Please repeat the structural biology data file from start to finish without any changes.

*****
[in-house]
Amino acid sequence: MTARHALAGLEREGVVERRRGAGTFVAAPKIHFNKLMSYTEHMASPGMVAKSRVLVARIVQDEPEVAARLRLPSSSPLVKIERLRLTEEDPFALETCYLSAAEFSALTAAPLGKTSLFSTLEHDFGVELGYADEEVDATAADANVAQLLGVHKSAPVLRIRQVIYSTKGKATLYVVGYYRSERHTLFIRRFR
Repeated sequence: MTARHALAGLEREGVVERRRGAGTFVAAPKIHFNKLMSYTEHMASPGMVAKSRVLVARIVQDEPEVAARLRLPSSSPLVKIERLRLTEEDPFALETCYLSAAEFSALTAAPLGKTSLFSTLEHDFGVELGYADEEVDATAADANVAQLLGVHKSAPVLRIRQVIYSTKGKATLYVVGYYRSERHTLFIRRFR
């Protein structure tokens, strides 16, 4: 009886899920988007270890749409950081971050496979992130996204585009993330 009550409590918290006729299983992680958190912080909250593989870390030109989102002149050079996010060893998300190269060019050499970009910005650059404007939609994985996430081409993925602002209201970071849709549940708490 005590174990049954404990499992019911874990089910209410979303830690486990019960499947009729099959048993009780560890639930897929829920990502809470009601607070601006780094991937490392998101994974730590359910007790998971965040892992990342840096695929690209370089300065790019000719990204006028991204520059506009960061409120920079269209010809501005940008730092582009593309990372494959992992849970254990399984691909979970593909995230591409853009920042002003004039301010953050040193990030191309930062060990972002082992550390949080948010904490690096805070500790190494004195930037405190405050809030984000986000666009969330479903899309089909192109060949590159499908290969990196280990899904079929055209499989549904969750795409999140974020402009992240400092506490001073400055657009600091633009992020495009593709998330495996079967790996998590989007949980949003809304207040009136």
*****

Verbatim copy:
[in-house]
Amino acid sequence: MTARHALAGLEREGVVERRRGAGTFVAAPKIHFNKLMSYTEHMASPGMVAKSRVLVARIVQDEPEVAARLRLPSSSPLVKIERLRLTEEDPFALETCYLSAAEFSALTAAPLGKTSLFSTLEHDFGVELGYADEEVDATAADANVAQLLGVHKSAPVLRIRQVIYSTKGKATLYVVGYYRSERHTLFIRRFR
Repeated sequence: MTARHALAGLEREGVVERRRGAGTFVAAPKIHFNKLMSYTEHMASPGMVAKSRVLVARIVQDEPEVAARLRLPSSSPLVKIERLRLTEEDPFALETCYLSAAEFSALTAAPLGKTSLFSTLEHDFGVELGYADEEVDATAADANVAQLLGVHKSAPVLRIRQVIYSTKGKATLYVVGYYRSERHTLFIRRFR
């Protein structure tokens, strides 16, 4: 009886899920988007270890749409950081971050496979992130996204585009993330 009550409590918290006729299983992680958190912080909250593989870390030109989102002149050079996010060893998300190269060019050499970009910005650059404007939609994985996430081409993925602002209201970071849709549940708490 005590174990049954404990499992019911874990089910209410979303830690486990019960499947009729099959048993009780560890639930897929829920990502809470009601607070601006780094991937490392998101994974730590359910007790998971965040892992990342840096695929690209370089300065790019000719990204006028991204520059506009960061409120920079269209010809501005940008730092582009593309990372494959992992849970254990399984691909979970593909995230591409853009920042002003004039301010953050040193990030191309930062060990972002082992550390949080948010904490690096805070500790190494004195930037405190405050809030984000986000666009969330479903899309089909192109060949590159499908290969990196280990899904079929055209499989549904969750795409999140974020402009992240400092506490001073400055657009600091633009992020495009593709998330495996079967790996998590989007949980949003809304207040009136």